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Atlantean Idol

Berkeley Fires Its Best Math Instructor

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“Do not fall into the trap of thinking that you focusing on your education is a selfish thing. It’s not a selfish thing. It’s the most noble thing you could do,” Coward wrote, saying it was a privilege to teach such exceptional and amazing people.

“Society is investing in you so that you can help solve the many challenges we are going to face in the coming decades, from profound technological challenges to helping people with the age-old search for human happiness and meaning. That is why I am not canceling class tomorrow.”

A Idol said:

This guy might be the Howard Roark of higher education. 

 

You must be either joking or trolling...?

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The passage you quoted from his letter is the reason I qualified my comparison to Roark with "might." I give him a pass on his false contrasting of nobility with selfishness, however, in consideration of the larger point he is making, that it's fine to focus on your education without embroiling yourself in political disputes that do not materially concern you, i.e. to act in your rational self-interest. In addition, one must consider that these are Berkeley students he is addressing, the majority of whom are probably altruists. His message would be less pragmatically effective if framed in egoistic terms.

Would you not agree that Coward is at least similar to Roark in that he is a uniquely talented maverick in his profession whose innovative and superior work threatens colleagues who have an entrenched interest in maintaining the status quo, resulting in their persecution of him?

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Would you not agree that Coward is at least similar to Roark in that he is a uniquely talented maverick in his profession whose innovative and superior work threatens colleagues who have an entrenched interest in maintaining the status quo, resulting in their persecution of him?

If we believe his side, he's a good teacher who puts his soul into his work, and does a good job at it. He also tries to do what is right, not what is traditional or expected. Clearly, he's a maverick who does not tag along and cozy up to his bosses.

However, the articles present his side, and we have little to go on. The validity of any conclusion would be based on understanding the actual facts from both sides, and -- as outsiders -- there's little to go on.  

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However, the articles present his side, and we have little to go on. The validity of any conclusion would be based on understanding the actual facts from both sides, and -- as outsiders -- there's little to go on.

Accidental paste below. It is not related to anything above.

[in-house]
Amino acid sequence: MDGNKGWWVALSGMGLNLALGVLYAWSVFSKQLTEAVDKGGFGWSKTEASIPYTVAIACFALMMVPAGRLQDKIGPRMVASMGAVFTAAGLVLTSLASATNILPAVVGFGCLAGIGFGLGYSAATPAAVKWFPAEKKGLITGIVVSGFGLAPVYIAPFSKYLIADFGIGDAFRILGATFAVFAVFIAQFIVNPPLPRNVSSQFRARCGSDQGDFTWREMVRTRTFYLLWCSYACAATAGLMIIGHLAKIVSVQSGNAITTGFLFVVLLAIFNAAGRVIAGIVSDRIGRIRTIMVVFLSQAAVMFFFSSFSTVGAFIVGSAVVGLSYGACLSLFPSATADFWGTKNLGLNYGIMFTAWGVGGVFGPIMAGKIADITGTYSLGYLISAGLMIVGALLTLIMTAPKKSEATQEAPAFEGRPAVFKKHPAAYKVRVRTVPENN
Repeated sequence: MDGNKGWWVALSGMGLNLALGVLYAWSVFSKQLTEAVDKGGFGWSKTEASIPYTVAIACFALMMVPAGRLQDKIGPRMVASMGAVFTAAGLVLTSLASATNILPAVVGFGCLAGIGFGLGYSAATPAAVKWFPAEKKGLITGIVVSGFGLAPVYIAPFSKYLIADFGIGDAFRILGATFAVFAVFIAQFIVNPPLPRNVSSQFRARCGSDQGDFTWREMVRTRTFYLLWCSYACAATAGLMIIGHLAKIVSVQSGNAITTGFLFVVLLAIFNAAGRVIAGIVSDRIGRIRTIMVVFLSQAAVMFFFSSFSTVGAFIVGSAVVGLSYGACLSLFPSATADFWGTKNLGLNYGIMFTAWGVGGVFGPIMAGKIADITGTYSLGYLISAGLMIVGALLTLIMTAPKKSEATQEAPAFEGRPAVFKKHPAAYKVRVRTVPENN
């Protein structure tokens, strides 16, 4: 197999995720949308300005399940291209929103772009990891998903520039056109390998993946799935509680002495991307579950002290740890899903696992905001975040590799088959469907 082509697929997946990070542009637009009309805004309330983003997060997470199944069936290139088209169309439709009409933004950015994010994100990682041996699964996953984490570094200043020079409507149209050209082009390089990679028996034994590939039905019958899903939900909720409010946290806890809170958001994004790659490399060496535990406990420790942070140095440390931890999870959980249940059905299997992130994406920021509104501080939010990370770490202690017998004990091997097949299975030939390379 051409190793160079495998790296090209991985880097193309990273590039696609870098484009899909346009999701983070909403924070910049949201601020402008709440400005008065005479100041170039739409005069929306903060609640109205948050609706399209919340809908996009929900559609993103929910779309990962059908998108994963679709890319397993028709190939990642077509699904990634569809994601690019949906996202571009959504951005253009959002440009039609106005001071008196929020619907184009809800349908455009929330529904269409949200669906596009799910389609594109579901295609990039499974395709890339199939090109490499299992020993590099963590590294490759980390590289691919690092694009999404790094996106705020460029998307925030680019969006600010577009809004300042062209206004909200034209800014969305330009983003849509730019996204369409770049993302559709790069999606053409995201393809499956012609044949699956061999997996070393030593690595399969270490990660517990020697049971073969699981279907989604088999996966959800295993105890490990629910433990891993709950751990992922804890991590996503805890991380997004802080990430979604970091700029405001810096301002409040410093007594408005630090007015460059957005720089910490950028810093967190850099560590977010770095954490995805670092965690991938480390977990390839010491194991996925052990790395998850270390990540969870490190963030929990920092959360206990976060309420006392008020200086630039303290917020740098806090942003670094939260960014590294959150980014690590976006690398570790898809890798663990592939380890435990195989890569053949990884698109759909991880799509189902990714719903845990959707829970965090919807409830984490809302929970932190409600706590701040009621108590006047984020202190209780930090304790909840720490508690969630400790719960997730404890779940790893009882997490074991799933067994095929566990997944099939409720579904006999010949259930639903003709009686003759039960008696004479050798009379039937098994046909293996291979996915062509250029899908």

Academia is a horrendous area to work in, no matter what field. Low pay, antiquated hierarchy and tenure system, hardly any requirements for teaching classes other than having a PhD, and your worth is simply social status as opposed to authentic importance. It is more apparent in upper levels after undergrad, or when working with professors on things unrelated to their research. This is personal experience also from working with professors and applying for PhD programs, but things like this, and other observations I've read, it is easily validated. It's probably worst at well-known schools, like Berkeley.

So although we should hear Berkeley's side, Coward is probably right. Shake up the social hierarchy, and people in academia lose their minds. Or to put it more gently, they have no idea how to respond other than kick Coward out of their clique.

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I didn't read everything in Euiol's link, but it looks plausible. Cases like this come up at some school or other every few years. Usually they involve a popular teacher denied tenure rather than not rehired for a non-tenure-track job as Coward was. I have no trouble believing that the guy is a showboater who plays to his students' vanity or who teaches undemanding mickeys. As the others have mentioned, we'd have to know more.

If somebody is like Roark then he's likely to be as unpopular initially as Roark was and as Coward evidently is not.

Do we have any way of measuring the quality of his teaching? This might be his students' performance on standardized tests vs. the performance of other students taking the same courses from other teachers in the department. To do this really rigorously you'd have to assign them at random. Another measure might be performance in more advanced math courses. This is not an exhaustive list, but popularity with students strikes me as a less reliable measure than either of these. (I wonder how he would have compared to the Unabomber.)

Is he related to Sir Noel?

 

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It's important to remember that Coward might be as good as some other teachers, and he isn't Berkeley's best most likely. But existing atmospheres exist to support badly run systems, where later performance is dependent largely on how you do what you're told or fall in line with how things have been run. Coward just was vocal about it. Perhaps it is a bit overplayed on his end, but his point is pretty accurate I'd say across most of academia.

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